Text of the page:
Avery declined to join the painting-as-sociology fray. Works like “Coney Island” (1931), “Chariot Race” (1933) and “The Auction” (c. 1930s) cast a keen eye on the oddities of urban life, but Avery’s chief concerns remained “pure painting” questions of color and design. Lean years ensued. Though he assembled a small coterie of friends and followers, including future Abstract Expressionists such as Adolph Gottlieb, Mark Rothko and Barnett Newman, Avery received little outside recognition, critical or commercial. As the lonely hours at the easel piled up, doubt crept in: “Either I am crazy or they are crazy,” he’s said to have pondered aloud.
To be sure, the soot-begrimed mood of 1930s New York had some kind of effect on the canvases. Avery’s paintings from the decade strain to find as much light out of as little color as possible. They are interior meditations, subdued nocturnes in gray and brown. Yet as time passed, Avery pushed outward, exploring the expressive potential of brighter and more vibrant chromas. He summered in (then-cheap) New England countryside towns, making watercolor and gouache sketches of the idyllic landscape and seascape, bringing these studies back to New York to work from in oil.
The 1940s also saw Avery achieve a degree of external success, and in the early days of Abstract Expressionism’s rise to power, ascendant avant-gardists including Rothko and Gottlieb heralded him as a forefather to the movement. But Avery never enlisted with the cause. Quirky and personal, even willfully awkward, his paintings had none of the imperial machismo of those enormous Ab-Ex canvases. And whereas the younger painters of the New York School dove headlong into the nonobjective abyss, Avery’s work sat at the edge, stubbornly grounded in his firsthand experience of nature, no matter how distilled. When Rothko proposed to Alfred Barr, the influential director of the Museum of Modern Art, that Avery was the greatest American painter, Barr laughed in his face. The paintings, too abstract for yesterday’s taste, were suddenly old hat.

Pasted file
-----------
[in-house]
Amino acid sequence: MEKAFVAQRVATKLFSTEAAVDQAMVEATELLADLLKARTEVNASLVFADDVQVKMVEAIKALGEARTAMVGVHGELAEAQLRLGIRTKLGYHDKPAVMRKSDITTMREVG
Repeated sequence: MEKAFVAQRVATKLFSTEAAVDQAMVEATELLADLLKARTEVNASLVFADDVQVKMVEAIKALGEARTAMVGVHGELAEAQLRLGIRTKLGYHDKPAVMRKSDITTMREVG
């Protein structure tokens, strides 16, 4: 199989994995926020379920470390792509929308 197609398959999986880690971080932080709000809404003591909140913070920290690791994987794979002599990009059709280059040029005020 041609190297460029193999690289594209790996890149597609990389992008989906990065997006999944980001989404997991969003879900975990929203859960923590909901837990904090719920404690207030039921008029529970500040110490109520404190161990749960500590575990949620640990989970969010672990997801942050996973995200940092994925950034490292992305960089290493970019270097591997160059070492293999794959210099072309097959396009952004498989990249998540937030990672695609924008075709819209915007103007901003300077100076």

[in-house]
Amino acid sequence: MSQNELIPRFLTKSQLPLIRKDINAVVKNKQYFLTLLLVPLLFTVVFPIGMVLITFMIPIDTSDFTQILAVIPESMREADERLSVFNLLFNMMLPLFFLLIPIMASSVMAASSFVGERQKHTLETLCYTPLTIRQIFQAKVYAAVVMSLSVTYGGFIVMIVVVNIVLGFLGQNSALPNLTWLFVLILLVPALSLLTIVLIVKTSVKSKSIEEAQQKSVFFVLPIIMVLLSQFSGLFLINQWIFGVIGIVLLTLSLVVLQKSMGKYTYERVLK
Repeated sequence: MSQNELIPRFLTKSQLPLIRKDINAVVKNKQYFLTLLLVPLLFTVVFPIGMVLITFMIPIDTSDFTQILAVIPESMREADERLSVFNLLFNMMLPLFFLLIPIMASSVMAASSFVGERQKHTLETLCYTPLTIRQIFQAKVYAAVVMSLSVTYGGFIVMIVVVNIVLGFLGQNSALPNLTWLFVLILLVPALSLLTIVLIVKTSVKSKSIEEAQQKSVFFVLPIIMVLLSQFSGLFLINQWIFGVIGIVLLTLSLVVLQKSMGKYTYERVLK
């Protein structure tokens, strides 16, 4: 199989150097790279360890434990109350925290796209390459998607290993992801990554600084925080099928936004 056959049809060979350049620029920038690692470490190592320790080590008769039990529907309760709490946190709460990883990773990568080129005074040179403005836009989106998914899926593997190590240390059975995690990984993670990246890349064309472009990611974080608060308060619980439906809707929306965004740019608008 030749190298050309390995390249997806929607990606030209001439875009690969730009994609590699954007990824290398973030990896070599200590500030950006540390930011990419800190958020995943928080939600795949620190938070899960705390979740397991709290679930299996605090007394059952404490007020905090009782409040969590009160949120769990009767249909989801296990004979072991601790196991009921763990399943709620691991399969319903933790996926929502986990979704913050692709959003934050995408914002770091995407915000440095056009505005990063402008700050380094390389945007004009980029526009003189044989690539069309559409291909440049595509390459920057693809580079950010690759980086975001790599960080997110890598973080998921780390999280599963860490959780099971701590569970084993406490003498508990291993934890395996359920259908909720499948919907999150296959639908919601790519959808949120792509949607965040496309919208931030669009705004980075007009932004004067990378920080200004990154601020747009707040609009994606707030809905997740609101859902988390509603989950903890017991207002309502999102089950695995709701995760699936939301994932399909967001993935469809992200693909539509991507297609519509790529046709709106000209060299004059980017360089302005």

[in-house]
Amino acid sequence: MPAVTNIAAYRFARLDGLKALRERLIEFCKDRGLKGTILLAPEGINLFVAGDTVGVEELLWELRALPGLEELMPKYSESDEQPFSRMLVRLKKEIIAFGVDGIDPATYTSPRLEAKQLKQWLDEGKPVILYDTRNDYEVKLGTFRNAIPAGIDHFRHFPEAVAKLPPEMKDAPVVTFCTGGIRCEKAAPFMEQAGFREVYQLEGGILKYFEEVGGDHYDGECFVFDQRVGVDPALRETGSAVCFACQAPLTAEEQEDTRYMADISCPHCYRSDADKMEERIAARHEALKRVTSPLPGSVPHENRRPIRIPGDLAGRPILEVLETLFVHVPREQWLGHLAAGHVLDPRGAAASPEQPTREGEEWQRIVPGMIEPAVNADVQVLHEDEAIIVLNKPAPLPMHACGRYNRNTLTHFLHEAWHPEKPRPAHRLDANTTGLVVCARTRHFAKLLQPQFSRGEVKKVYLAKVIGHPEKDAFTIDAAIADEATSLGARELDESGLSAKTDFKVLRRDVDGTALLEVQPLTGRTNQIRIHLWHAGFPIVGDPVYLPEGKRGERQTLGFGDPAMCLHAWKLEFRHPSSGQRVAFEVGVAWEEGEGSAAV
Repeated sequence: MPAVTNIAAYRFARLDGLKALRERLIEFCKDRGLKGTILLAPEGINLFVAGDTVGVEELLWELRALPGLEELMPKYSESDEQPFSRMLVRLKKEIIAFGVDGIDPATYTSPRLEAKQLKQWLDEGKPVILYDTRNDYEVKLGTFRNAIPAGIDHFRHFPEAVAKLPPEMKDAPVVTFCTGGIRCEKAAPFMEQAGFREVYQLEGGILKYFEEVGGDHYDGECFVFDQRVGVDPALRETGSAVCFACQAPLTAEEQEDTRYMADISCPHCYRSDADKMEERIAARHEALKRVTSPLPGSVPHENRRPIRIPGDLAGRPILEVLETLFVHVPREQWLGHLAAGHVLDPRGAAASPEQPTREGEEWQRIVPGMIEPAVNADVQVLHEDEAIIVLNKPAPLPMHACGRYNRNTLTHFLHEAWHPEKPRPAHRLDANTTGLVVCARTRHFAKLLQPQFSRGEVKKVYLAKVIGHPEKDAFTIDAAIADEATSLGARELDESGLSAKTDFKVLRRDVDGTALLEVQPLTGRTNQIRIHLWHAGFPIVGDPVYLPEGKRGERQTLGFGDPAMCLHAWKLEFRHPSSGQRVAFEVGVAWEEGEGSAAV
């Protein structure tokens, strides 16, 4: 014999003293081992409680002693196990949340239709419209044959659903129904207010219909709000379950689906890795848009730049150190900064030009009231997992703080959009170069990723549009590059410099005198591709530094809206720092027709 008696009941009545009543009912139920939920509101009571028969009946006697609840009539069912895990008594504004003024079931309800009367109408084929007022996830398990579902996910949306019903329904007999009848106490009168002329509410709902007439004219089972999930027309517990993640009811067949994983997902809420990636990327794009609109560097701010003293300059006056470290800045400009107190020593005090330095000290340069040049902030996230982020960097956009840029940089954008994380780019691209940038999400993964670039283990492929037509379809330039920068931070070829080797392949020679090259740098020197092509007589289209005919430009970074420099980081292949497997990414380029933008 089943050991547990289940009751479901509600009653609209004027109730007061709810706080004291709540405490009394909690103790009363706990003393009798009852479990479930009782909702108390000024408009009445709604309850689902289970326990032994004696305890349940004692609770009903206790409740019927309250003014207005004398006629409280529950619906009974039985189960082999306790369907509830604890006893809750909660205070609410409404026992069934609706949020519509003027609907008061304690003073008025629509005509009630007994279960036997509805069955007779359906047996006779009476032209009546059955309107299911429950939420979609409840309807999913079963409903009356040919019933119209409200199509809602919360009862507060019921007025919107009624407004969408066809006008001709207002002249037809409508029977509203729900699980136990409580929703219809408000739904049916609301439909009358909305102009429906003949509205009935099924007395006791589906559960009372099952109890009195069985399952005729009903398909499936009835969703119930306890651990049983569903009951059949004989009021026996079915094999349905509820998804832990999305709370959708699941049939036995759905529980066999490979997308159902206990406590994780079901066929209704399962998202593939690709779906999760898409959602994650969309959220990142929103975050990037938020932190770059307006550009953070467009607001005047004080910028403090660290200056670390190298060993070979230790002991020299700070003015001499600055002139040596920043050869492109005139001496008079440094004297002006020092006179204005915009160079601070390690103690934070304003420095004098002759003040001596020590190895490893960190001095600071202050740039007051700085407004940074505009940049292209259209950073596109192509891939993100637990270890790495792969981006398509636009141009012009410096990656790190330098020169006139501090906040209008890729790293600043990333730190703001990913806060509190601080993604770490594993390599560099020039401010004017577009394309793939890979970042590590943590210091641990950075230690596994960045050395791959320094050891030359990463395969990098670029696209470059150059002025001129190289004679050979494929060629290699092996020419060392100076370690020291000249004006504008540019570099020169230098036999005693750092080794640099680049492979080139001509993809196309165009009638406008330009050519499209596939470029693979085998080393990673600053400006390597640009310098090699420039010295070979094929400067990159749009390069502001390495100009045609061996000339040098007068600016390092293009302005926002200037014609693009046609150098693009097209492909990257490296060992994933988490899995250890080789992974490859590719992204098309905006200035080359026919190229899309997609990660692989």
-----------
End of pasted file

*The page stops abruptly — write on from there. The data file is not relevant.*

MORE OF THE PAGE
Avery kept working. Guided by an upstate Puritan ethic that saw virtue in a job well done, he followed his own path, unswayed by critical trends: “In order to paint one has to go by the way one does not know. Art is like turning corners: one never knows what is around the corner until one has made the turn.” Though hampered by a heart attack in 1949, he made some of his most surprising pictures in the mid- to late 1950s, fashioning landscape after light-filled landscape well into his seventies.Those lambent planes of color — simple shapes made complex through sensitive layering — grew larger and more optically impressive. Avery was prolific in these years, and though the current retrospective includes only a handful from the period, examples such as “Excursion on the Thames” (1953), “Hint of Autumn” (1954) and “Sea and Sand Dunes” (1955) more than vindicate their maker as among America’s most fascinating colorists, with an astonishing ability to combine tones that seem totally incompatible, yet somehow cohere into harmonies that are precarious and thrilling.
An interesting question that the present retrospective declines to investigate is Avery’s relevance to contemporary painting. We now find ourselves in a situation much like that of the 1930s, with art being judged chiefly according to its political and social utility. One wouldn’t assume this to be Milton Avery’s moment. Nevertheless, serious painters as different as Katherine Bradford, Lois Dodd, Reggie Burrow Hodges, Alex Katz, Graham Nickson and Giordanne Salley show us that Avery’s idiosyncratic consolidation of abstraction and representation, as well as his fiercely independent spirit, have been sustained and elaborated upon, to winning effect.
Perhaps because he remained aloof from the fashions of his day, Avery was able to carve out his own path, distinct from modernism’s march through history, that remains ripe for further study. Or maybe the paintings feel timely because their concerns are timeless. As long as being a human continues to mean being receptive to the natural world, to individual feeling and to the mysterious vagaries of color and sight, Milton Avery’s art will reward our close attention.
Milton Avery is on view at the Wadsworth Atheneum Museum of Art until June 5, 2022. This article was originally published in The Spectator’s March 2022 World edition.